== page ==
The Washington Post

LinkedIn IPO shatters expectations

Reid Hoffman, chairman and co-founder of LinkedIn Corp., third from left, and Jeffrey Weiner, chief executive officer of LinkedIn, center, applaud during the opening bell ceremony at the New York Stock Exchange. (Michael Nagle/BLOOMBERG)

Call it the viral IPO.

The social-networking company Linked­In debuted on the New York Stock Exchange on Thursday to a thunderous welcome that harkened back to the frenetic days of the dot-com bubble. Its stock price skyrocketed nearly 100 percent just minutes after trading began — a level virtually unseen in the past decade — and turned its executives into billionaires.

The company’s meteoric rise is seeding fears of a second Internet bubble. But this one, analysts say, is not driven by Wall Street alone.

LinkedIn made Twitter’s list of trending topics Thursday and was the second-most-searched term on Google, falling behind only “end of the world may 21st.” It was mentioned in 1,142 Facebook posts, 2,569 blogs and more than 34,000 tweets, according to the analytics firm Webtrends, as LinkedIn rode the same wave of social media that it helped create.

“The social network priced this deal,” said Kathleen Shelton Smith, principal at Renaissance Capital, an IPO investment advisory company that had record traffic to its Web site Thursday. “Sometimes these feed on themselves.”

The reception seemed to catch even LinkedIn executives off guard. The company — which has said it does not expect to make a profit this year after earning $15 million in 2010 — announced its plans to go public in January. It announced the initial share price this month at $32 to $35 and then upped the offer to $45 this week. On the private stock exchange SharesPost, investors had valued LinkedIn at $2.5 billion.

Wall Street blew past those expectations Thursday, starting the stock at $83 and bidding as high as $122.70. It closed at $94.25 — up 110 percent for the day — with a value of nearly $9 billion. That prompted some analysts to question whether LinkedIn should have asked for more.

“We are very comfortable with where we priced,” LinkedIn chief executive Jeff Weiner said in an interview on Bloomberg TV. “I wouldn’t read too much into any one day of trading.”

But for many investors, Linked­In’s debut is just the appetizer before a bigger fish: Facebook. The company is expected to go public next year, and secondary markets have valued it at more than $75 billion, though predictions have moderated in recent months to $55 billion.

Investors are also looking to LinkedIn for a sign that the IPO market — which dried up during the recession — is back in business. That could set the stage for other popular sites such as Group­on to go public.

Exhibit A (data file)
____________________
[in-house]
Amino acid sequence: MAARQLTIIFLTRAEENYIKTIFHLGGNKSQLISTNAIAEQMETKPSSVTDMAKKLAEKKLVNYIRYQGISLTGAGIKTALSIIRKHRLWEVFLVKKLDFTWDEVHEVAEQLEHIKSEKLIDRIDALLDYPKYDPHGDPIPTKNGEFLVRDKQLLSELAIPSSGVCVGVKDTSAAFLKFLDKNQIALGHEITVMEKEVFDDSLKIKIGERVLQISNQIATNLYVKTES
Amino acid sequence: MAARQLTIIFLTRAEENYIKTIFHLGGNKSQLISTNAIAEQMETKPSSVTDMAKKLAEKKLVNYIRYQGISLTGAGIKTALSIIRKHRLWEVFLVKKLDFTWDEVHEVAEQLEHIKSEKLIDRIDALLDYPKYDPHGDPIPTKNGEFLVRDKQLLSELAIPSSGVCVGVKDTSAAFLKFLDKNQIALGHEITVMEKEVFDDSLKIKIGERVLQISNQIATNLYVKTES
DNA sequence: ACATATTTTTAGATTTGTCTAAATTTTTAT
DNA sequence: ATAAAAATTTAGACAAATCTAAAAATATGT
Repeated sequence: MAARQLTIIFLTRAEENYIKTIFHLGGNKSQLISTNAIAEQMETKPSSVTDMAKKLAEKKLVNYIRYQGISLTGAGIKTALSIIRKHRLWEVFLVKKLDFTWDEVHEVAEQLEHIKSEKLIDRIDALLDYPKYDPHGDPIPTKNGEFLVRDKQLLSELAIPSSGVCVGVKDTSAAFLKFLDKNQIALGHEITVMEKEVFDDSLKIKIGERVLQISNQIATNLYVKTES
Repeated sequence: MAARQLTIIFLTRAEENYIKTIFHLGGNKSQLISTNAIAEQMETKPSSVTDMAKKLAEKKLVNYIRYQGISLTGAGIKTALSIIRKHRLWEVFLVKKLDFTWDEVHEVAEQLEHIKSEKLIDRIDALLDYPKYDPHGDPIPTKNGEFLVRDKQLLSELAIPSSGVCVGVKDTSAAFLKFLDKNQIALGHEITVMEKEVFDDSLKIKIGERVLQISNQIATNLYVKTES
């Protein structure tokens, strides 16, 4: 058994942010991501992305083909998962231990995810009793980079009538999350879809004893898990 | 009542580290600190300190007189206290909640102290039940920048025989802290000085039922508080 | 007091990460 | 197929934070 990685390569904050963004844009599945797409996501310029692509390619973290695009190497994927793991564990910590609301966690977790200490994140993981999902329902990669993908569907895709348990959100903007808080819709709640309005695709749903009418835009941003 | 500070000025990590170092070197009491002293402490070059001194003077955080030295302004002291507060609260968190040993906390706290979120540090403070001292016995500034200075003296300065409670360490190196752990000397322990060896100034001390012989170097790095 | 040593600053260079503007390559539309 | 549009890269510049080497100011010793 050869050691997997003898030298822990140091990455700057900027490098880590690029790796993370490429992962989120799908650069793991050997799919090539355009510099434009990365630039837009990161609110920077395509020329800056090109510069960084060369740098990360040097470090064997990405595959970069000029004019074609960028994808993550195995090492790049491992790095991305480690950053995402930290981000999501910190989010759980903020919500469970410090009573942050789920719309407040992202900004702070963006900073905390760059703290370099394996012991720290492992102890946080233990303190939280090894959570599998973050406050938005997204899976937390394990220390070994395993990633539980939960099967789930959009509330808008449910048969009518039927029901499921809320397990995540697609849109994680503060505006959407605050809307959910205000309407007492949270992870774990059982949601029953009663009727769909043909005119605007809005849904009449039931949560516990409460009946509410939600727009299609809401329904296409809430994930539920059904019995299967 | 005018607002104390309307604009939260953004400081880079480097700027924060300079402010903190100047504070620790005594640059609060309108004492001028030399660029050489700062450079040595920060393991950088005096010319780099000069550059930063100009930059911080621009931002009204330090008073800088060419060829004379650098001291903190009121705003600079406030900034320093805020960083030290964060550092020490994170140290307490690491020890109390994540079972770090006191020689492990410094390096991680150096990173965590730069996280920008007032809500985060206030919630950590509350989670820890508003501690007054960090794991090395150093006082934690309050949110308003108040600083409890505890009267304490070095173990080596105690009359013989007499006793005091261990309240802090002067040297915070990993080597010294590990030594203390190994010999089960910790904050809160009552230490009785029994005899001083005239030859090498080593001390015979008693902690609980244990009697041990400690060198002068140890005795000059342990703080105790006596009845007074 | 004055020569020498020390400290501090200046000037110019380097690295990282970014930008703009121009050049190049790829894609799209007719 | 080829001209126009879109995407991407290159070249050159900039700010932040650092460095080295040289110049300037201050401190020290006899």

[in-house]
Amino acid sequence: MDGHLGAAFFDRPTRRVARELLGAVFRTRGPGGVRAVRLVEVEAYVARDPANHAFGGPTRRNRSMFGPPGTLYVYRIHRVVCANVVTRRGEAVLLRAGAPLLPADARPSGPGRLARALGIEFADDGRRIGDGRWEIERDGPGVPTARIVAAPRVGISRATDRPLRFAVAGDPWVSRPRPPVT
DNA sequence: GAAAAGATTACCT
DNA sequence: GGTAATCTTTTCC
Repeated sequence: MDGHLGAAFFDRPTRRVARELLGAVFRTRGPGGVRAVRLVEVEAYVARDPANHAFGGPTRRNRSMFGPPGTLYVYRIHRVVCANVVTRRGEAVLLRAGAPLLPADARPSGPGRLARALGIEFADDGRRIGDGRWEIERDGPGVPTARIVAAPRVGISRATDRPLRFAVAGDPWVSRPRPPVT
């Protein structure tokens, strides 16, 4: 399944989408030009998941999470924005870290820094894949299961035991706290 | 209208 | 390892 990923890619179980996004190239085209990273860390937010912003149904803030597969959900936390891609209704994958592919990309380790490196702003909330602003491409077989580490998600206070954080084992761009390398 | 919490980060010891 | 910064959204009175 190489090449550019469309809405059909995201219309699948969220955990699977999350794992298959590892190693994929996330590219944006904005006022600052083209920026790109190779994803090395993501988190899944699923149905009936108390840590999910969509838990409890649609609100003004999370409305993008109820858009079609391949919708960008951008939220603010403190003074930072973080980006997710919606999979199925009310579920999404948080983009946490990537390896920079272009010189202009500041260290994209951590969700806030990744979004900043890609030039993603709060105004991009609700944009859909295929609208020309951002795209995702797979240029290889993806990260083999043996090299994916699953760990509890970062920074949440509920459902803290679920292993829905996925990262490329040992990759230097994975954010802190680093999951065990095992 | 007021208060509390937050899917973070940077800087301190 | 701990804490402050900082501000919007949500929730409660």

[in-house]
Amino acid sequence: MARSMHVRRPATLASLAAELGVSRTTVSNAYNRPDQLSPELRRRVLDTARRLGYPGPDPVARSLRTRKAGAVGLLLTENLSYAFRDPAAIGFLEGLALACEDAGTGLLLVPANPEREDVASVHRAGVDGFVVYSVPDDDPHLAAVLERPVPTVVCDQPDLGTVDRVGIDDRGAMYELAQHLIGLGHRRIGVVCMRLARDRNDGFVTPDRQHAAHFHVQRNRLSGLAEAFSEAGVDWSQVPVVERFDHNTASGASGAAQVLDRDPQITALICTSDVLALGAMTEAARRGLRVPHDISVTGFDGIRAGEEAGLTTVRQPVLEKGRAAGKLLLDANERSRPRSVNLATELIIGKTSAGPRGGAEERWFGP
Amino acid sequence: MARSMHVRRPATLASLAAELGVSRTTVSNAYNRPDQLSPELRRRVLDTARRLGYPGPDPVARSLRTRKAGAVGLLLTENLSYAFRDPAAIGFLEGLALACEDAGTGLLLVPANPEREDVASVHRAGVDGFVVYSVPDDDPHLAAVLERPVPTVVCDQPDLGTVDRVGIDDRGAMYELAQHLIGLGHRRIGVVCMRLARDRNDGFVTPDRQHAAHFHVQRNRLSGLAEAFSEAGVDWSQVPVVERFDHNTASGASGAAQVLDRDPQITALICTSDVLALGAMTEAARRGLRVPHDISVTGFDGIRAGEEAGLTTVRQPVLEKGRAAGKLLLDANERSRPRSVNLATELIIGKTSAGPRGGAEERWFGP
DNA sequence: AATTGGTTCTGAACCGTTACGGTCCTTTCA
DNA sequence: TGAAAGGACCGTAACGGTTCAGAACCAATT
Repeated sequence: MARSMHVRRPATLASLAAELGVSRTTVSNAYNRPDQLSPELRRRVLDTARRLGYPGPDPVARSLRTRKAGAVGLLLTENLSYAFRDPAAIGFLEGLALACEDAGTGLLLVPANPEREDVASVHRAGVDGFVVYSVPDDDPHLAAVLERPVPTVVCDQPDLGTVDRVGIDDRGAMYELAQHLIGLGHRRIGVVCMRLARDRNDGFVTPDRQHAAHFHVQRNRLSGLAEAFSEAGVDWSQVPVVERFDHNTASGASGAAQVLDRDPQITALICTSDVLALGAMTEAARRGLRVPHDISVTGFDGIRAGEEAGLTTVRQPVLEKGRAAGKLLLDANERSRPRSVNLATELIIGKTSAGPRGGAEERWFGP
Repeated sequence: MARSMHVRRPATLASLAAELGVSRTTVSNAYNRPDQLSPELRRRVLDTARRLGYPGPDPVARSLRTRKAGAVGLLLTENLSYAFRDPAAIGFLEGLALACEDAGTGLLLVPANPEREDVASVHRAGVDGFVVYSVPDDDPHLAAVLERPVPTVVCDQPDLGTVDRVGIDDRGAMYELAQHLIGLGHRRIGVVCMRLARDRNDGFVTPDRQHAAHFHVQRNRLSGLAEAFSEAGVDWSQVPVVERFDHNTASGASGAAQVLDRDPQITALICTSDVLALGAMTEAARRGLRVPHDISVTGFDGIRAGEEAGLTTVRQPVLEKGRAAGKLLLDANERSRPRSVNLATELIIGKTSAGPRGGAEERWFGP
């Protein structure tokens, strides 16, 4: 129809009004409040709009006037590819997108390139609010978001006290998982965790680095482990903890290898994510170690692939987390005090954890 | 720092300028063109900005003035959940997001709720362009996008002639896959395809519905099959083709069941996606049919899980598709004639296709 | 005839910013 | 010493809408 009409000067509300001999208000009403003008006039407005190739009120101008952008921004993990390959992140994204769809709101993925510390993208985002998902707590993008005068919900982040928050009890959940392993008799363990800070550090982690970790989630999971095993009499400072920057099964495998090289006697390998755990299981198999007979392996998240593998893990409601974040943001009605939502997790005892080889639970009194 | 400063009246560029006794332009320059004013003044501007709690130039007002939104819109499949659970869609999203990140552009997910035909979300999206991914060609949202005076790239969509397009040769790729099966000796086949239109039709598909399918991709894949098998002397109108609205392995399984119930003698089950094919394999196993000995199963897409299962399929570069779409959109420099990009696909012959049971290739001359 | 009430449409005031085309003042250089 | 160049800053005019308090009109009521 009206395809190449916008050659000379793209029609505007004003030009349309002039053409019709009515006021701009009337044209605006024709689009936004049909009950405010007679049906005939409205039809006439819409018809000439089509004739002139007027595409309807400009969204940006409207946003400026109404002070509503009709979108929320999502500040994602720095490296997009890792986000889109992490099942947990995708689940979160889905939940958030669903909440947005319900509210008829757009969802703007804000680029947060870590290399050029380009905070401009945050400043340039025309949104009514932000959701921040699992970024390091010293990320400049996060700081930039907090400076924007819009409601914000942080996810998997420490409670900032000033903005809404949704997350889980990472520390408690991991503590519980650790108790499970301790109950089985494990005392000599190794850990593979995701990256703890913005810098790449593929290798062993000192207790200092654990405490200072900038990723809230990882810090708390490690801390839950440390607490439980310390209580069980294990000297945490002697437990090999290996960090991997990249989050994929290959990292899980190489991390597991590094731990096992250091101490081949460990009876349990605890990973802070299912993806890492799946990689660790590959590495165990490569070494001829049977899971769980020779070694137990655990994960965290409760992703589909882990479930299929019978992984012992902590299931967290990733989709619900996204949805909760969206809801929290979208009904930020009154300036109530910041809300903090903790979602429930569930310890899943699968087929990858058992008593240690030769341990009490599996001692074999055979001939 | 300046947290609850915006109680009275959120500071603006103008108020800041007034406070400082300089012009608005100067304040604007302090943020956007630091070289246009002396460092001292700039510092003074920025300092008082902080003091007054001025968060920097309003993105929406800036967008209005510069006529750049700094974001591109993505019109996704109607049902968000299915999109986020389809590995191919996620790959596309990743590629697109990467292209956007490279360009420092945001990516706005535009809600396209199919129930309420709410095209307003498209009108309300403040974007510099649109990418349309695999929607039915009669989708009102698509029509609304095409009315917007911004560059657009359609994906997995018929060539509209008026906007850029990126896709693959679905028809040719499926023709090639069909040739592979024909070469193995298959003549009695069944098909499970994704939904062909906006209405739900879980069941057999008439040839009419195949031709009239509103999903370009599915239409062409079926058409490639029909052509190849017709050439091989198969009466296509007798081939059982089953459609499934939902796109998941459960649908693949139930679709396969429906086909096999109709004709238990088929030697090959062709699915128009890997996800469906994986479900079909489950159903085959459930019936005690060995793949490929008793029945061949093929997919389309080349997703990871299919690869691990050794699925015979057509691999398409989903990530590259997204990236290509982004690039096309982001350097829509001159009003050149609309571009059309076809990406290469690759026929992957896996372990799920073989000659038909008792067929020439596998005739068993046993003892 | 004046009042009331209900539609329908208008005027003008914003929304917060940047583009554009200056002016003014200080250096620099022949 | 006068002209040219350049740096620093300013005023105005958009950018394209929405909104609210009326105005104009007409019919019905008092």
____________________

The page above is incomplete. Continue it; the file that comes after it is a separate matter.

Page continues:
“People have this pent-up demand to invest in the space,” said Ray Valdes, an analyst at Gartner Research. “They’re getting some of that investor love, whether they deserve all of it or not.”

Some of that sentiment was playing out online as well. “Wow! LNKD is partying like it’s 1999,” tweeted one user, referring to the company’s ticker symbol.

LinkedIn reported total revenue of $243 million last year, earning about 7 cents per share. That means it traded for more than 1,300 times revenue on Thursday. The company said it plans to use the cash to purchase smaller companies, invest in its network and expand its international operations.

In addition, though LinkedIn is most widely known for its social network, the company gets half its revenue by helping businesses find and recruit employees. Thirty percent of sales comes from marketing, and only 20 percent of revenue stems from users. The model distinguishes itself from other social-networking sites that rely heavily on ads.

“It’s not like this is a,” said Lise Buyer, founding principal of IPO consulting company Class V Group. “Clearly it is a terrific, legitimate company they have.”

Whether investors’ enthusiasm reaches bubble status will depend on the circumference of LinkedIn’s halo effect. Buyer noted that investors were salivating for shares of Renren, the Chinese version of Facebook, when it went public two weeks ago. The stock climbed 29 percent on its first day, to $18.01. By Thursday, it had fallen nearly 24 percent, to $13.75.

“The first day is really interesting,” she said. But “what really matters is ever afterwards.”

Ylan Q. Mui is a financial reporter at The Washington Post covering the Federal Reserve and the economy.



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